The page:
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Old 04-23-08, 01:02 PM   #1
jcarrdet
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Vintage Schwinn SuperSport single speed conversion

I'd like to purchase this bike, but I think it might be too expensive. Could anyone suggest a fair price for what's offered here?

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Circa 1982 champagne Schwinn SuperSport single speed conversion for sale. This is a really big bike...I'd say you should probably be at least 6'-3 to ride this comfortably. I bought the bike without actually confirming the size and it's a couple of centimeters too big for me. In any case, this is a great bike and needs absolutely nothing additional to make it work. Brand new parts include:

Shimano brake
SRAM chain
Tektro brake lever
Cinelli bar tape.

The tires are newer. Everything else is vintage including the Schwinn hubs, Ukai alloy rims, Tange Levin headset. Standard MKS pedals. The handle bar is a chopped road bar.

The frame is in good shape for its age...no rust, no dings, no dents...just some scratches to the frame.

Measurements:
34-3/4 stand over height, 62 cm seat tube length center to center.
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Old 04-23-08, 01:02 PM   #2
jcarrdet
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he's charging $325 by the way
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Old 04-23-08, 01:19 PM   #3
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Depends on where you are. People doing conversions for resale aren't looking to give you a bargain; they're looking to make a buck. If you want/need to go cheap, look for a good lugged bike at yard sales, church sales, thrift stores, etc. and do the conversion yourself. It's not hard to do if you have a little time, a few tools, a modicom of mechanical aptitude, et al. To answer your question as best I can, I'd agree it seems high, but at least in a big city the seller might well get his asking price. Check the completed listings on ebay for comps, and offer him what you think you'd feel good about paying. If he balks, there will be another bike to bid on soon.
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Old 04-23-08, 01:24 PM   #4
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Yow -- way too much. The Super Sport was a fillet-brazed frame. Quite nice, actually, but nothing I'd pay that kind of money for. I ride bikes that size as do several of the lads here, and I want to tell you they aren't all that uncommon. I see stuff like that advertized around here for about $200 less.
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Old 04-23-08, 01:37 PM   #5
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Yow -- way too much. The Super Sport was a fillet-brazed frame. Quite nice, actually, but nothing I'd pay that kind of money for. I ride bikes that size as do several of the lads here, and I want to tell you they aren't all that uncommon. I see stuff like that advertized around here for about $200 less.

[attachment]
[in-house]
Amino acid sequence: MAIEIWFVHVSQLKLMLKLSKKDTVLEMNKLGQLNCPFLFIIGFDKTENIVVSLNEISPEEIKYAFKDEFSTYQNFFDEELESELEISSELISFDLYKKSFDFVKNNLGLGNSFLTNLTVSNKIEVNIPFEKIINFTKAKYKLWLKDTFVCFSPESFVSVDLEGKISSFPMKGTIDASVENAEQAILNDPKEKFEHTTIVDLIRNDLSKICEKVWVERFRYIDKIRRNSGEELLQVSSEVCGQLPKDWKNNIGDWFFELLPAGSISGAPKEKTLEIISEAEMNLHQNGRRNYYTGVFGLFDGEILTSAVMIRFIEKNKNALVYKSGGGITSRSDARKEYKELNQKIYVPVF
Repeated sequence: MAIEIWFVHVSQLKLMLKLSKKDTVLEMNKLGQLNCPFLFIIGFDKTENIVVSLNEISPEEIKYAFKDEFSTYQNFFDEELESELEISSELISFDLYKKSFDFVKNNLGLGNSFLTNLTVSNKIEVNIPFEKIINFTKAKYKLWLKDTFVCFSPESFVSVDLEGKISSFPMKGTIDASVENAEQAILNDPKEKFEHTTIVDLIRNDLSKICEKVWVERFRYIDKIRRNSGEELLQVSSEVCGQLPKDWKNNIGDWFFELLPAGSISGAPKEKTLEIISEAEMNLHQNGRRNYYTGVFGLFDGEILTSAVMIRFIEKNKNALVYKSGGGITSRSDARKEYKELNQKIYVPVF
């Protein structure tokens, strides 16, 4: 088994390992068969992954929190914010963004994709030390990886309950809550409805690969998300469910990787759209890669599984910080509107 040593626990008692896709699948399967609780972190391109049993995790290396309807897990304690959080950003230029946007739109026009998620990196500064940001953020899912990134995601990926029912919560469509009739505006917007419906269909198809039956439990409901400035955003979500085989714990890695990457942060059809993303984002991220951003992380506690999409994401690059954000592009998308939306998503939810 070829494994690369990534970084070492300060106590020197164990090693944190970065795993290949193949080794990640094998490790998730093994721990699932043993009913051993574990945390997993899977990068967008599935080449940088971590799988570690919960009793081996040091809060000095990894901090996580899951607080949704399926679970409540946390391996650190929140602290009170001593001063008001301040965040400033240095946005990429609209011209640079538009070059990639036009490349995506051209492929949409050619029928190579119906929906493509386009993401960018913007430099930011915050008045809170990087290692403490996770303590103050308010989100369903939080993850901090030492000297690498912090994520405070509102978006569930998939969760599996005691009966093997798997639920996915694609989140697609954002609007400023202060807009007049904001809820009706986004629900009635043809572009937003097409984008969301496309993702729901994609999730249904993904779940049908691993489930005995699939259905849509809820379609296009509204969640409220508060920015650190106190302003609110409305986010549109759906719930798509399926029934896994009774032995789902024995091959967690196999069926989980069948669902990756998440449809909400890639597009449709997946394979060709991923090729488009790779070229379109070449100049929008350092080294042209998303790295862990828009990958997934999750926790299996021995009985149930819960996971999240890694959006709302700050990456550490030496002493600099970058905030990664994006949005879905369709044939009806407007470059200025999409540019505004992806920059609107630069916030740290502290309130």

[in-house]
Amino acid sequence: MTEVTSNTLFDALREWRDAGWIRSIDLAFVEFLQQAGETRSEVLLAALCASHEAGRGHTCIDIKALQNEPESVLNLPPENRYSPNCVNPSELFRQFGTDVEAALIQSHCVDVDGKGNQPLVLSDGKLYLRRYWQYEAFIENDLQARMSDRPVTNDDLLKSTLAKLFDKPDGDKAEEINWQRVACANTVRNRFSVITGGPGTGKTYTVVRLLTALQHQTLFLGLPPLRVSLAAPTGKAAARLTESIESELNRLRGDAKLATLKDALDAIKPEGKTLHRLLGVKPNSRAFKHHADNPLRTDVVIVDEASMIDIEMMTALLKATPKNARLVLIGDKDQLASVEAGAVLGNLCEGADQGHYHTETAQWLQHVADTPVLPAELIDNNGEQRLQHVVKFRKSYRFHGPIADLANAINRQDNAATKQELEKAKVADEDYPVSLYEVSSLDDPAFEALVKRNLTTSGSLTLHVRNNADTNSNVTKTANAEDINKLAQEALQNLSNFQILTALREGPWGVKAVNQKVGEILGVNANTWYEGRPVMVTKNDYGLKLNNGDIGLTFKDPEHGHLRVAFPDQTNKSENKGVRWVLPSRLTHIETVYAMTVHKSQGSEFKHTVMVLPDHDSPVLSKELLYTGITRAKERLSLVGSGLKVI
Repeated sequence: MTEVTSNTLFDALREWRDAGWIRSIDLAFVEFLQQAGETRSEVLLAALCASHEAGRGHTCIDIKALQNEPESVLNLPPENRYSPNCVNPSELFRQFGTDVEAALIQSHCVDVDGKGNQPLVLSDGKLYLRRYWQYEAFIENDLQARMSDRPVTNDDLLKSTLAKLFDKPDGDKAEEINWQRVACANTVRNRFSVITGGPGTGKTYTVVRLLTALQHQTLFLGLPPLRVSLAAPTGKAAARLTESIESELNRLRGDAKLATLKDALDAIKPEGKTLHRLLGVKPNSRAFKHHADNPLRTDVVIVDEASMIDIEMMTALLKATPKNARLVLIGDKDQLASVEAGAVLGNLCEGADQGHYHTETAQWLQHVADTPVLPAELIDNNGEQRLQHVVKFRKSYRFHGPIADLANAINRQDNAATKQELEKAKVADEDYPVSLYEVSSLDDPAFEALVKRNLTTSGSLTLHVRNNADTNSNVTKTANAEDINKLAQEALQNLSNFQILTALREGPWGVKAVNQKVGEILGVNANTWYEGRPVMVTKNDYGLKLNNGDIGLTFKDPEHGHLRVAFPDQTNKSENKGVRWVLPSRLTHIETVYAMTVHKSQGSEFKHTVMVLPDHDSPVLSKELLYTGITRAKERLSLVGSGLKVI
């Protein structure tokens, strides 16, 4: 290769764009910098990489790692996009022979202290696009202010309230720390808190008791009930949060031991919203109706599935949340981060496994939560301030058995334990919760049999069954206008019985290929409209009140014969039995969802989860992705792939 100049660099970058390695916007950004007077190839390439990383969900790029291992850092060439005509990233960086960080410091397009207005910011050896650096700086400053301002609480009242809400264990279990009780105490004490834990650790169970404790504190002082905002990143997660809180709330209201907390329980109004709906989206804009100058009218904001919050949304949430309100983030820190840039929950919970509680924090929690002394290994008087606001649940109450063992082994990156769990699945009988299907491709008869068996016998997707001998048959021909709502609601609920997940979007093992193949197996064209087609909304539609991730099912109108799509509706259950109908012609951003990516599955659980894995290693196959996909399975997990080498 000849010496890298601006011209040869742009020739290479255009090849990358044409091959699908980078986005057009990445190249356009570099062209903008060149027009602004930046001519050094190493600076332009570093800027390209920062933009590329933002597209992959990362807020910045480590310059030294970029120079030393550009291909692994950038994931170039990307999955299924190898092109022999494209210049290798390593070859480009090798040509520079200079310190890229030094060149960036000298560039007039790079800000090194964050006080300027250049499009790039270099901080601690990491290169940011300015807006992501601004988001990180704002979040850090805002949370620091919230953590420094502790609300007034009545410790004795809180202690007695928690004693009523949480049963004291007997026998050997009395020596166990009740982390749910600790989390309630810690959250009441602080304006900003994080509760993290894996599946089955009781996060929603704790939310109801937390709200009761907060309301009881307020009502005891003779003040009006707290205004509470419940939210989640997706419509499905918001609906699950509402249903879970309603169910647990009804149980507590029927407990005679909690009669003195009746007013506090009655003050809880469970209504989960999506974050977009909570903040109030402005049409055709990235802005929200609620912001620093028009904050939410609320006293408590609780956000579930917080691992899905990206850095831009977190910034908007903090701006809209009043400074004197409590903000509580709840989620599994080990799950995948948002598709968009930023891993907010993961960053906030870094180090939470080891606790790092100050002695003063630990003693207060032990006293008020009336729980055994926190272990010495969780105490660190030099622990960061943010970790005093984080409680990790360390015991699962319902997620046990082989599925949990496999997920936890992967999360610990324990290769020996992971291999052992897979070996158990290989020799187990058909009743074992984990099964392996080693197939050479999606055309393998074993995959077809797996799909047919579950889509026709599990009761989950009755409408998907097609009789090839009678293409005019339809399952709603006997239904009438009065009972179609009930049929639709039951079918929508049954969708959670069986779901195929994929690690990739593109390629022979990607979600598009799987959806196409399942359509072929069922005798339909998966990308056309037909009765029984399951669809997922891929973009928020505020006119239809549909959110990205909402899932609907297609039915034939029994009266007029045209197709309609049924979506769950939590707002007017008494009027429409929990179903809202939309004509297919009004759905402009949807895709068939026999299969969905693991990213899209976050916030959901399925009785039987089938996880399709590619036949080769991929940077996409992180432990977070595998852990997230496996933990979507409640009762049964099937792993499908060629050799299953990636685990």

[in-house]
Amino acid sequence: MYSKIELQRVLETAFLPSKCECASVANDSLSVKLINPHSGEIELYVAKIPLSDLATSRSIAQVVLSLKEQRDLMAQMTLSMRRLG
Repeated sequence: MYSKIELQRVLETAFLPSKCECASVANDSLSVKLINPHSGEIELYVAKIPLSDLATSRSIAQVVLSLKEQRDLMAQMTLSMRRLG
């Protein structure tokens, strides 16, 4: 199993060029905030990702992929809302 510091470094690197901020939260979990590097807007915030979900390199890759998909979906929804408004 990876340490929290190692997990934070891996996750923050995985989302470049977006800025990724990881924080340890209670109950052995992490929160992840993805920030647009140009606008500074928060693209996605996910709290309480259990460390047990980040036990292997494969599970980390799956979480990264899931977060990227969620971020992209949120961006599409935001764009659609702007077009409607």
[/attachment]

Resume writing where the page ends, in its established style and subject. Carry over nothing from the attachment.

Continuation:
The seventies Super Sports were fillet brazed. This one, if it's an '82, is lugged chromoly (double-butted top and down tubes).

1982 Super Sport catalog page
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Old 04-23-08, 01:53 PM   #6
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The seventies Super Sports were fillet brazed. This one, if it's an '82, is lugged chromoly (double-butted top and down tubes).

1982 Super Sport catalog page
I stand corrected! Still $175 too much!
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Old 04-23-08, 02:27 PM   #7
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The seventies Super Sports were fillet brazed. This one, if it's an '82, is lugged chromoly (double-butted top and down tubes).

1982 Super Sport catalog page
I have one of the lugged touring models, Tange #2, made by Panasonic I believe. Really nice bike. I picked it up on Ebay about a year and a half ago for well under $200 incl. shipping.
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Old 04-23-08, 02:30 PM   #8
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These frames are kind of wobbly. Be aware of that. Nowhere near as stiff as newer frames.
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Old 04-23-08, 03:51 PM   #9
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These frames are kind of wobbly. Be aware of that. Nowhere near as stiff as newer frames.
I'd have to say "wobbly" is overstating it by a fair margin, but I'll concede that this isn't a track frame.
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Old 04-24-08, 02:53 AM   #10
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I'd have to say "wobbly" is overstating it by a fair margin, but I'll concede that this isn't a track frame.
For stiffness, the '82 Schwinn Super Sport 25" is built from Tange No. 2 single butted rather than double butted tubing. I'm 6'3" 250#. Going around corners hard at speed there is some very, very slight flex in the chro-mo front fork.

I know there is some slight flex because occasionally I can hear it against the front brake shoes which are adjusted about 1/8" from the rim. Otherwise it's plenty stiff. My alternate rider is an '84 Miyata 610, which around the curves has no front fork flex whatsoever. Both bikes are very similarly built up, and their weights are very very close.

For reference, a 1985 Schwinn Traveler passed through the stable a while ago. Now that was a noodly frame!
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